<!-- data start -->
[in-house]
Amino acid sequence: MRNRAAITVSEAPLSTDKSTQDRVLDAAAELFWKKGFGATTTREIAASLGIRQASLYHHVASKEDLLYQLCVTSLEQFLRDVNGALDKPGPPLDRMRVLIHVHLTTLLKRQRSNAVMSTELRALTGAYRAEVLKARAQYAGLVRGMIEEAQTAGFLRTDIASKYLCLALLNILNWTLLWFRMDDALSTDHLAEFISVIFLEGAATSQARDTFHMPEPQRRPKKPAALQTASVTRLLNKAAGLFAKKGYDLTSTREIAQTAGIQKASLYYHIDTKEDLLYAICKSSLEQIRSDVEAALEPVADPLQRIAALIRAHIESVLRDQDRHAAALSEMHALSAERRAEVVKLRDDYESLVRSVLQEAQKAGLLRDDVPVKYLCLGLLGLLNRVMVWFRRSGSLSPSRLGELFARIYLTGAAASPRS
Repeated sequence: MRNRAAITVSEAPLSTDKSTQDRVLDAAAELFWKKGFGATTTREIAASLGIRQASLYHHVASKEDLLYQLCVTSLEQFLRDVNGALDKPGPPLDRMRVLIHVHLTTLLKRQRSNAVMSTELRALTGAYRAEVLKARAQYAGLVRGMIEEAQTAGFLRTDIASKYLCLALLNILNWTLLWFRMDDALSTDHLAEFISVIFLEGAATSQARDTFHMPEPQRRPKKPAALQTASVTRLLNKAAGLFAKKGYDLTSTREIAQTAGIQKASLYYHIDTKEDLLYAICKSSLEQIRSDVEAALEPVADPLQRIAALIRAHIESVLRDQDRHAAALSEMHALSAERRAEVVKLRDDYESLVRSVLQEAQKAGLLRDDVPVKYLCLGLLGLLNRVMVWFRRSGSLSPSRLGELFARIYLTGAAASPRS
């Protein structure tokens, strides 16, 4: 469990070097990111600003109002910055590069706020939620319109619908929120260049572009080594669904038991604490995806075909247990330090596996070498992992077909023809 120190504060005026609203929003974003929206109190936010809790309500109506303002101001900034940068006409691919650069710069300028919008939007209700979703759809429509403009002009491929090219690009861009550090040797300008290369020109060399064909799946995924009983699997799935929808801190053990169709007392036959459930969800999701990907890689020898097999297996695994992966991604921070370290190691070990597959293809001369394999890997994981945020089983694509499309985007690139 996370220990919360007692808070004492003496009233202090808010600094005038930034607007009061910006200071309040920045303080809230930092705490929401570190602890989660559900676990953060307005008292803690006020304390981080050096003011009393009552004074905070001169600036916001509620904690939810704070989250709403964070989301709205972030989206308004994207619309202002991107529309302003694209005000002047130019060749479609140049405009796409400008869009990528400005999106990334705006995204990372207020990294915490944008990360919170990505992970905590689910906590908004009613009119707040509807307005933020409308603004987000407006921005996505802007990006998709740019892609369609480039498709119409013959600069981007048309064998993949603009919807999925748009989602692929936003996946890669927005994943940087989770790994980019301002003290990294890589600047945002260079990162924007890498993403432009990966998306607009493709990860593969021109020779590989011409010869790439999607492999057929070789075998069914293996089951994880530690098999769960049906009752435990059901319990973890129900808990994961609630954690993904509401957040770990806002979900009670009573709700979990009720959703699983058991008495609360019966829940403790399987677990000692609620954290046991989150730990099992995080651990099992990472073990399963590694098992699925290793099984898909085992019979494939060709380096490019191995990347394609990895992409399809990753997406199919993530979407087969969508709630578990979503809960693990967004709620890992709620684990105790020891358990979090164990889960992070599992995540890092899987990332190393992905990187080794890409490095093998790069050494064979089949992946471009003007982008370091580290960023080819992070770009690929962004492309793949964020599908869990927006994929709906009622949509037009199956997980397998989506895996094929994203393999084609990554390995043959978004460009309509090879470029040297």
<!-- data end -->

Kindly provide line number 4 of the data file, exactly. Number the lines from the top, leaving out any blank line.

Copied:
């Protein structure tokens, strides 16, 4: 469990070097990111600003109002910055590069706020939620319109619908929120260049572009080594669904038991604490995806075909247990330090596996070498992992077909023809 120190504060005026609203929003974003929206109190936010809790309500109506303002101001900034940068006409691919650069710069300028919008939007209700979703759809429509403009002009491929090219690009861009550090040797300008290369020109060399064909799946995924009983699997799935929808801190053990169709007392036959459930969800999701990907890689020898097999297996695994992966991604921070370290190691070990597959293809001369394999890997994981945020089983694509499309985007690139 996370220990919360007692808070004492003496009233202090808010600094005038930034607007009061910006200071309040920045303080809230930092705490929401570190602890989660559900676990953060307005008292803690006020304390981080050096003011009393009552004074905070001169600036916001509620904690939810704070989250709403964070989301709205972030989206308004994207619309202002991107529309302003694209005000002047130019060749479609140049405009796409400008869009990528400005999106990334705006995204990372207020990294915490944008990360919170990505992970905590689910906590908004009613009119707040509807307005933020409308603004987000407006921005996505802007990006998709740019892609369609480039498709119409013959600069981007048309064998993949603009919807999925748009989602692929936003996946890669927005994943940087989770790994980019301002003290990294890589600047945002260079990162924007890498993403432009990966998306607009493709990860593969021109020779590989011409010869790439999607492999057929070789075998069914293996089951994880530690098999769960049906009752435990059901319990973890129900808990994961609630954690993904509401957040770990806002979900009670009573709700979990009720959703699983058991008495609360019966829940403790399987677990000692609620954290046991989150730990099992995080651990099992990472073990399963590694098992699925290793099984898909085992019979494939060709380096490019191995990347394609990895992409399809990753997406199919993530979407087969969508709630578990979503809960693990967004709620890992709620684990105790020891358990979090164990889960992070599992995540890092899987990332190393992905990187080794890409490095093998790069050494064979089949992946471009003007982008370091580290960023080819992070770009690929962004492309793949964020599908869990927006994929709906009622949509037009199956997980397998989506895996094929994203393999084609990554390995043959978004460009309509090879470029040297």